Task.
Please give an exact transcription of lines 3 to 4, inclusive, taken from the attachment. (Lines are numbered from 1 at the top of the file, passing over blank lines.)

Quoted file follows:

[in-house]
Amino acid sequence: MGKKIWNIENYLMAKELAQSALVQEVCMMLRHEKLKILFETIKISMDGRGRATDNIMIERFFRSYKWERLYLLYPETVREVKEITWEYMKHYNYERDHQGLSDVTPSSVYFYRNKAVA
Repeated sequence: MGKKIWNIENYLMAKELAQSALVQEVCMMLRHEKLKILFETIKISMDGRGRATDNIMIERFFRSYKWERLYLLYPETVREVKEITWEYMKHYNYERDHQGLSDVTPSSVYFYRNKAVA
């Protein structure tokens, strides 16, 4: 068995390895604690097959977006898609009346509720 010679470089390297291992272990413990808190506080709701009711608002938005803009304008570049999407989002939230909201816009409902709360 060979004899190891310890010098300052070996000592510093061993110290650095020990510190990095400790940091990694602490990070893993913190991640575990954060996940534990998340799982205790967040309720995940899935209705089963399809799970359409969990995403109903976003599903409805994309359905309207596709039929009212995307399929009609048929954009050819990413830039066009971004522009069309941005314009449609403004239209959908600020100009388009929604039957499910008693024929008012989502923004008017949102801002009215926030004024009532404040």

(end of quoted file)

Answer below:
Repeated sequence: MGKKIWNIENYLMAKELAQSALVQEVCMMLRHEKLKILFETIKISMDGRGRATDNIMIERFFRSYKWERLYLLYPETVREVKEITWEYMKHYNYERDHQGLSDVTPSSVYFYRNKAVA
């Protein structure tokens, strides 16, 4: 068995390895604690097959977006898609009346509720 010679470089390297291992272990413990808190506080709701009711608002938005803009304008570049999407989002939230909201816009409902709360 060979004899190891310890010098300052070996000592510093061993110290650095020990510190990095400790940091990694602490990070893993913190991640575990954060996940534990998340799982205790967040309720995940899935209705089963399809799970359409969990995403109903976003599903409805994309359905309207596709039929009212995307399929009609048929954009050819990413830039066009971004522009069309941005314009449609403004239209959908600020100009388009929604039957499910008693024929008012989502923004008017949102801002009215926030004024009532404040």